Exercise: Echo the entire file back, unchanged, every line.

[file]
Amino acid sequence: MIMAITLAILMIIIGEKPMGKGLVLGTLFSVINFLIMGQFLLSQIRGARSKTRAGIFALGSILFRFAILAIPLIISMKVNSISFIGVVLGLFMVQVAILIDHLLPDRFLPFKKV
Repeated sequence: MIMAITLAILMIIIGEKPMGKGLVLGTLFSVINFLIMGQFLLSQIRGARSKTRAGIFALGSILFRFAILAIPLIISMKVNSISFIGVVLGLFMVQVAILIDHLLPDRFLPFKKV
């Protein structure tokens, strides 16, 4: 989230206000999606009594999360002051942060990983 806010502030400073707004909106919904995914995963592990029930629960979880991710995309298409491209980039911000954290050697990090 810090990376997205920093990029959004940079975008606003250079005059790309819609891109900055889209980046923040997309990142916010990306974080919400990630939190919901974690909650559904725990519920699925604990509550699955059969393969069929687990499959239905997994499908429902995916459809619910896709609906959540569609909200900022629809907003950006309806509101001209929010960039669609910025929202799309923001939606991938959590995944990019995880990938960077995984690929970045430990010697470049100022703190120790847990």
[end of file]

Amino acid sequence: MIMAITLAILMIIIGEKPMGKGLVLGTLFSVINFLIMGQFLLSQIRGARSKTRAGIFALGSILFRFAILAIPLIISMKVNSISFIGVVLGLFMVQVAILIDHLLPDRFLPFKKV
Repeated sequence: MIMAITLAILMIIIGEKPMGKGLVLGTLFSVINFLIMGQFLLSQIRGARSKTRAGIFALGSILFRFAILAIPLIISMKVNSISFIGVVLGLFMVQVAILIDHLLPDRFLPFKKV
């Protein structure tokens, strides 16, 4: 989230206000999606009594999360002051942060990983 806010502030400073707004909106919904995914995963592990029930629960979880991710995309298409491209980039911000954290050697990090 810090990376997205920093990029959004940079975008606003250079005059790309819609891109900055889209980046923040997309990142916010990306974080919400990630939190919901974690909650559904725990519920699925604990509550699955059969393969069929687990499959239905997994499908429902995916459809619910896709609906959540569609909200900022629809907003950006309806509101001209929010960039669609910025929202799309923001939606991938959590995944990019995880990938960077995984690929970045430990010697470049100022703190120790847990």